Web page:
PCR, subcloning and plasmid preparation: B. abortus and B. melitensis DNA inserts were recovered from the isolated bacteriophages by using PCR as described previously (Mullis and Falnoona, 1987) on the purified bacteriophage. Forward and reverse universal λgt11 primers (Stratagene, La Jolla, Calif.) were used under the following conditions. The reaction mixture (100 μL) contained 0.1x103 PFU of recombinant phage, 100 pmol of each primer, 200 mM of each deoxynueleoside triphosphate (dNTPs; Phannacia, Sweden) and 2 U of Taq polymerase (Perkin-Elmer, Cetus, Emeryville, Calif.) with the appropriate 10x polymerase buffer. The reaction mixture was preheated for 10 min at 95°C and then 35 cycles (denaturation at 95°C for 60 sec annealing at 55°C for 90 sec and polymerization at 72°C for 2 min) were performed in a thermocycler (Perkin-Elmer Cetus, Emeryville, Calif). The reaction was completed by heating for 10 min at 72°C as elongation step, then kept at 4°C until used. Different sizes of DNA fragments obtained were subjected to EcoRI digestion, phenol/chlorophorm extraction, ethanol precipitation, then resuspended into 20 μL TE buffer. Purified DNAs were subcloned into a pGEM-5Zf+ vector (Promega-Biotech, Madison, WI) by T4 DNA ligase (Promega) as described previously (Ausubel, 1989). Recombinant plasmids were transformed and propagated in E. coli JM109 as described by Sambrook et al. (1989). Plasmid DNA purification was performed on a Maxi-prep DNA purification kit (Promega) according to the manufacturer instruction.

DNA sequencing and protein analysis: DNA sequence information was obtained from sequencing of both strands of the inserts by primer-directed dideoxy sequencing of double-stranded templates with Sequenase version 2.0 (US Biochemicals, Cleveland, Ohio) using [35S] as isotope (Amarsham; USA). The forward and reverse primers were a universal primers for pGEM plasmid (T7 and SP6, respectively; Stratagene, La Jolla, Calif.) used for sequencing. Sequence was performed using 6 μL of purified DNA product per reaction, 4 μL of forward or reverse primer, 8 μL of primex buffer as described by Sanger et al. (1977). DNA sequence data obtained from sequencing gels were analyzed by the DNA Strider 1.1 program (Marck, 1988). Sequence analyses were performed also on a SUN Spareserver 10/41, FastA, TFastA, PepPlot and Motifs programs. DNA and amino acid sequences were used to search the DNA and protein databases at the National Center for Biotechnology Information (NCBI), National Library of Medicine, Washington, DC., by using the BLAST algorithm (Altschul et al., 1990).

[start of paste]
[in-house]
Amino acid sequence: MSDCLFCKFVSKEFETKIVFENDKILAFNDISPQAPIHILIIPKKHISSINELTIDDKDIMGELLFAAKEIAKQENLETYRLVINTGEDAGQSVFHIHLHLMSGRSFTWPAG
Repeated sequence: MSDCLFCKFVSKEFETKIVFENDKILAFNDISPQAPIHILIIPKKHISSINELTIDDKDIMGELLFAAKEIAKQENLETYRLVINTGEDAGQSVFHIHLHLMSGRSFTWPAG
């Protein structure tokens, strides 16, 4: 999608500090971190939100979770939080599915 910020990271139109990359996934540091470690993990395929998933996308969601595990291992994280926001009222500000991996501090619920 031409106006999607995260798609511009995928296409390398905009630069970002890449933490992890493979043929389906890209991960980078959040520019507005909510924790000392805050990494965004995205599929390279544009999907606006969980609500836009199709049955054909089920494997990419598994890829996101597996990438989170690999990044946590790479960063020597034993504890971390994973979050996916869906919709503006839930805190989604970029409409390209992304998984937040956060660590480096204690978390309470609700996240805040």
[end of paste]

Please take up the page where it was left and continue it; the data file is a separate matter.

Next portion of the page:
Protein expression, gel electrophoresis and westerm blotting: For expression of the encoded protein, recombinant pGEM-DNA for Brucella insert was purified by using Qia Quick purification kit (Qiagen) as described by the manufacturer. Open Reading Frames (ORF) of encoded genes was generated by constructed two sets of primers; sense primer 5`-GAATTCACTTGCTAGCCGGAC-3` and antisense primer 5`-GGATCCTCGGAGGGATTACTTA-3` for B. abortus containing EcoRI and BamHI cloning site. DNA fragment was generated by PCR of 100 ng DNA with PCR conditions as described above. PCR fragment was recovered and digested with EcoRI and BamHI and ligated into pGEX4T-2 vector. Following transformation of E. coli Y1090 competent cells, colonies were examined by cracking gel electrophoresis to identify which carries the recombinant plasmid. A single bacterial colony containing the recombinant plasmid was grown in a culture and induced with 0.5 mM IPTG to induce recombinant protein expression. Cells were harvested at 2 h intervals by centrifugation at 3000xg and resuspended in fussion protein extraction buffer (Tris-HCl, 50 mM; NaCl, 15 mM; EDTA pH 8.5; Triron-X 100, 1%; PMSF 1 mM). Cells were then lysed by sonication for 2-3 min at 20 kHz with 30 sec intervals using 0.2 nm microtipe and centrifugatied in a sorval SS34 rotor at 1200 rpm at 4°C for 10 min. The pellet was then resuspended in the fussion protein extraction buffer and analyzed together with the supernatant on 15% SDS PAGE gel as described by Laemmli (1970). Western blotting was performed according to the method of Towbin et al. (1979) on the supernatant.